This 1999 Article IV Consultation highlights that the monetary conditions in Germany have eased significantly since late 1998, reflecting both policy actions and exchange rate developments. Short-term interest rates were reduced by the Bundesbank to 3 percent in December 1998 and, in the new context of European Monetary Union, by the European Central Bank to 2½ percent in April 1999. The depreciation of the euro against other currencies since its inception in January 1999 has also been supportive of activity.


This 1999 Article IV Consultation highlights that the monetary conditions in Germany have eased significantly since late 1998, reflecting both policy actions and exchange rate developments. Short-term interest rates were reduced by the Bundesbank to 3 percent in December 1998 and, in the new context of European Monetary Union, by the European Central Bank to 2½ percent in April 1999. The depreciation of the euro against other currencies since its inception in January 1999 has also been supportive of activity.

I. Introduction, summary, and key issues1

1. In its report for last year’s consultation (SM/98/203, 8/11/98) the staff focused its analysis on Germany’s labor market performance, found to be lagging both in absolute terms and vis-à-vis its prospective EMU partners. The basic conclusions were that this market had become asymmetrically sensitive to shocks, as demonstrated most clearly in the years following unification, and that labor market difficulties had adverse implications for overall economic performance. The report noted that while short-term economic prospects appeared reasonably favorable, this could not be allowed to mask the deep-seated structural problems that lay at the root of the labor market malaise and needed to be at the forefront of the agenda of the new government to be formed following elections in September 1998. At the conclusion of the consultation (on September 2, 1998), Directors endorsed this analysis and the associated call for comprehensive reforms focused on increasing wage dispersion, lowering nonwage labor costs, and restructuring income tax and social benefits. With inflationary pressures absent and external downside risks increasing, Directors considered the Bundesbank’s monetary stance appropriate. They also emphasized the importance of allowing automatic fiscal stabilizers to operate fully once a sustainable fiscal position was achieved and urged the authorities to use the prospective cyclical upswing to undertake durable consolidation.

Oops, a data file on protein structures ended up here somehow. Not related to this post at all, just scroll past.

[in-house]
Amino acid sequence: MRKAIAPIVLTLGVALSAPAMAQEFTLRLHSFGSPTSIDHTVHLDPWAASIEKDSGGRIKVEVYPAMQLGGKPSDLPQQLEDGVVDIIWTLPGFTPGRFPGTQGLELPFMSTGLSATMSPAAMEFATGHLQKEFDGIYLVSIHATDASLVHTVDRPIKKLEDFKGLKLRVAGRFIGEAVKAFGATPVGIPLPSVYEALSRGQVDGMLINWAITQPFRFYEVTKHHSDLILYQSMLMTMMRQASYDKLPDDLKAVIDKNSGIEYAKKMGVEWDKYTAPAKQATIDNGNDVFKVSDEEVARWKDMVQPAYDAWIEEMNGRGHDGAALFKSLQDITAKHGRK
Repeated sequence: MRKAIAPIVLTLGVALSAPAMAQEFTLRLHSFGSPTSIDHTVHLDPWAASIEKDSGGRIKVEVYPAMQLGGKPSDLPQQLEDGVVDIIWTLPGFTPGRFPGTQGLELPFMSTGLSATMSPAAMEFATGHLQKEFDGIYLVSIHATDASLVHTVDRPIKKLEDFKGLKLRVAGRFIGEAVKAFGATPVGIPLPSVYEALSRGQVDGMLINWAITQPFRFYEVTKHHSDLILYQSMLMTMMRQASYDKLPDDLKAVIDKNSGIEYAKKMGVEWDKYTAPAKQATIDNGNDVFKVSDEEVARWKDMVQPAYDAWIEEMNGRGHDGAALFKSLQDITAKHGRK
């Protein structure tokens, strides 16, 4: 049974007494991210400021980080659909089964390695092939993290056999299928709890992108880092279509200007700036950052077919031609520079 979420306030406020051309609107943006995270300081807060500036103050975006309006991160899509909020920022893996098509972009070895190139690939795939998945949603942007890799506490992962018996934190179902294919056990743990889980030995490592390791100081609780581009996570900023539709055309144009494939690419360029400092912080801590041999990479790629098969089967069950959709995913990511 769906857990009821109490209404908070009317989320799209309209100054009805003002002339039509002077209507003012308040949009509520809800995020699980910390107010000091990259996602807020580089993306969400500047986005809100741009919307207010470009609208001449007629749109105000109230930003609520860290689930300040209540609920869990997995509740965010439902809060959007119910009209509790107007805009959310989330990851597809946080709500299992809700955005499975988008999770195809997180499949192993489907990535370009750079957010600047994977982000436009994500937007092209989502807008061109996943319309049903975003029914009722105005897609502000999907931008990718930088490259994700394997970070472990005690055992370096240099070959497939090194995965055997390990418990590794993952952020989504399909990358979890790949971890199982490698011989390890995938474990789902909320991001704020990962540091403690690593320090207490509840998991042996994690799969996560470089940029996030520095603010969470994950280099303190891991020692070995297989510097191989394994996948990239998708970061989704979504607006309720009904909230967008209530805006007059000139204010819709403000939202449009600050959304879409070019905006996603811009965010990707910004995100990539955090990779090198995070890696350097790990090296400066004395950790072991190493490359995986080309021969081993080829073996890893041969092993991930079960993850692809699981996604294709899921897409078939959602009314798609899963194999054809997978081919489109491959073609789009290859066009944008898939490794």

2. The period since the last consultation has been a turbulent one on both the economic and the political fronts. The upswing in prospect a year ago faded quickly as the emerging market crisis exerted a heavy toll on German exports, and growth came to a halt in late 1998. Activity remained sluggish in the first half of 1999 as stock adjustments worked their way through the system, but the outlook now appears more favorable. On the political front, the new SPD/Green coalition government formed following the September 1998 elections declared reducing unemployment its number one priority. However, its initial months in office were marked by controversies and uncertainties as to its strategy for achieving that objective—uncertainties which cast their shadow over the tenor of policies in Europe more generally, and over Germany’s role in the smooth launch of the euro. Also, recent state election losses have cost the coalition its majority in the upper house (Bundesrat), complicating its legislative task.